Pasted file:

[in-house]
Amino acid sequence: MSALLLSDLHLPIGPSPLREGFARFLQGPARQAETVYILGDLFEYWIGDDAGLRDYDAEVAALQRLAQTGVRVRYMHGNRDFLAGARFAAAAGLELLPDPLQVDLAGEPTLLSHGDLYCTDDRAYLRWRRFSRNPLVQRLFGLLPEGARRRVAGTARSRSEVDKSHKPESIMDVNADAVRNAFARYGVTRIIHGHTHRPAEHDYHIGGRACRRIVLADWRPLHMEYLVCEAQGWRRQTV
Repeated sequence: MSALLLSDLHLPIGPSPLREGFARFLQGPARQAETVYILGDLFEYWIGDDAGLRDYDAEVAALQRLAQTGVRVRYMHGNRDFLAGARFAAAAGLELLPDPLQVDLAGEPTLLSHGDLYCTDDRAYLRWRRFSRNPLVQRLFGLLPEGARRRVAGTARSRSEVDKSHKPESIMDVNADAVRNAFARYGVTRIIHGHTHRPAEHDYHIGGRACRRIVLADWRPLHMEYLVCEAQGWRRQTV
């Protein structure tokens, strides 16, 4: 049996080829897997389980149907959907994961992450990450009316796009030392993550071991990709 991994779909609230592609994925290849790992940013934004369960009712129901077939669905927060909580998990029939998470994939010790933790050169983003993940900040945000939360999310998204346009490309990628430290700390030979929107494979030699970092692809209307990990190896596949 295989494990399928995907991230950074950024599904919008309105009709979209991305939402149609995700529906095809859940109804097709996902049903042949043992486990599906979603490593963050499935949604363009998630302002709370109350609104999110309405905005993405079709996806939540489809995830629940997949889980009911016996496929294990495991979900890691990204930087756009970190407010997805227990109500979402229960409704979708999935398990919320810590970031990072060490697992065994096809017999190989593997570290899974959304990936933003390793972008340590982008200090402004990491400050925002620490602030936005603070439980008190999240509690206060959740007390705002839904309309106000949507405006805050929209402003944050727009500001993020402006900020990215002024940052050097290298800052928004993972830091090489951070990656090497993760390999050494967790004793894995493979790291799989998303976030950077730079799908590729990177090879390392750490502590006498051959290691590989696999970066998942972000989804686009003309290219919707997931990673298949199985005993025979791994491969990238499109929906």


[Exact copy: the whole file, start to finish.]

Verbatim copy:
[in-house]
Amino acid sequence: MSALLLSDLHLPIGPSPLREGFARFLQGPARQAETVYILGDLFEYWIGDDAGLRDYDAEVAALQRLAQTGVRVRYMHGNRDFLAGARFAAAAGLELLPDPLQVDLAGEPTLLSHGDLYCTDDRAYLRWRRFSRNPLVQRLFGLLPEGARRRVAGTARSRSEVDKSHKPESIMDVNADAVRNAFARYGVTRIIHGHTHRPAEHDYHIGGRACRRIVLADWRPLHMEYLVCEAQGWRRQTV
Repeated sequence: MSALLLSDLHLPIGPSPLREGFARFLQGPARQAETVYILGDLFEYWIGDDAGLRDYDAEVAALQRLAQTGVRVRYMHGNRDFLAGARFAAAAGLELLPDPLQVDLAGEPTLLSHGDLYCTDDRAYLRWRRFSRNPLVQRLFGLLPEGARRRVAGTARSRSEVDKSHKPESIMDVNADAVRNAFARYGVTRIIHGHTHRPAEHDYHIGGRACRRIVLADWRPLHMEYLVCEAQGWRRQTV
């Protein structure tokens, strides 16, 4: 049996080829897997389980149907959907994961992450990450009316796009030392993550071991990709 991994779909609230592609994925290849790992940013934004369960009712129901077939669905927060909580998990029939998470994939010790933790050169983003993940900040945000939360999310998204346009490309990628430290700390030979929107494979030699970092692809209307990990190896596949 295989494990399928995907991230950074950024599904919008309105009709979209991305939402149609995700529906095809859940109804097709996902049903042949043992486990599906979603490593963050499935949604363009998630302002709370109350609104999110309405905005993405079709996806939540489809995830629940997949889980009911016996496929294990495991979900890691990204930087756009970190407010997805227990109500979402229960409704979708999935398990919320810590970031990072060490697992065994096809017999190989593997570290899974959304990936933003390793972008340590982008200090402004990491400050925002620490602030936005603070439980008190999240509690206060959740007390705002839904309309106000949507405006805050929209402003944050727009500001993020402006900020990215002024940052050097290298800052928004993972830091090489951070990656090497993760390999050494967790004793894995493979790291799989998303976030950077730079799908590729990177090879390392750490502590006498051959290691590989696999970066998942972000989804686009003309290219919707997931990673298949199985005993025979791994491969990238499109929906």